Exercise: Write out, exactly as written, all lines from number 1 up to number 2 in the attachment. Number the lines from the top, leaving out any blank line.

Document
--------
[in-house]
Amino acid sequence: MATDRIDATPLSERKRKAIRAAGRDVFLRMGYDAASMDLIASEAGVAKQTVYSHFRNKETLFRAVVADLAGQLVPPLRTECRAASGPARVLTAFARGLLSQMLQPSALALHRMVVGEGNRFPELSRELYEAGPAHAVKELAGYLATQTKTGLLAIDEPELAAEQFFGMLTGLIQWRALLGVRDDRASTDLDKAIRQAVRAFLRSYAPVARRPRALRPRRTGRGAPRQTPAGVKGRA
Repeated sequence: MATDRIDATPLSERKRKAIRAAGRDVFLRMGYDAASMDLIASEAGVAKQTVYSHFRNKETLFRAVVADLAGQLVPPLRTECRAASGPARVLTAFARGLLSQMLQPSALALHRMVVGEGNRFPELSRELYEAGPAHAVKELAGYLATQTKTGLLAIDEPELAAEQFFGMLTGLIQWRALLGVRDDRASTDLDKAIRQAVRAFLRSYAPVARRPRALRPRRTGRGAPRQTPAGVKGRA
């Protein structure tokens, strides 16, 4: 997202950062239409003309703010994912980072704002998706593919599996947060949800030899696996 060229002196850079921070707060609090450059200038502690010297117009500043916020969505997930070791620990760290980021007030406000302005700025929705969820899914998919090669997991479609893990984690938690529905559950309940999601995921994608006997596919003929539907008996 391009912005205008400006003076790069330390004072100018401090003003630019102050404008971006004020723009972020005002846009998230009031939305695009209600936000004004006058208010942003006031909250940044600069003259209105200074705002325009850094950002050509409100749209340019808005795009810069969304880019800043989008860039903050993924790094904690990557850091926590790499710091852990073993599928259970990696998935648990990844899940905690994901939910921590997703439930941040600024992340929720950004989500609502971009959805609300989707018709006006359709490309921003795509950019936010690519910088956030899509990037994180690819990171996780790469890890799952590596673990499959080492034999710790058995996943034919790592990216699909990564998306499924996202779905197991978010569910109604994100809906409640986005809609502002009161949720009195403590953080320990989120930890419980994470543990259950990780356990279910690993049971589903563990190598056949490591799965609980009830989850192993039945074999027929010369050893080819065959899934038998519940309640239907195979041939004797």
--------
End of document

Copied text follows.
[in-house]
Amino acid sequence: MATDRIDATPLSERKRKAIRAAGRDVFLRMGYDAASMDLIASEAGVAKQTVYSHFRNKETLFRAVVADLAGQLVPPLRTECRAASGPARVLTAFARGLLSQMLQPSALALHRMVVGEGNRFPELSRELYEAGPAHAVKELAGYLATQTKTGLLAIDEPELAAEQFFGMLTGLIQWRALLGVRDDRASTDLDKAIRQAVRAFLRSYAPVARRPRALRPRRTGRGAPRQTPAGVKGRA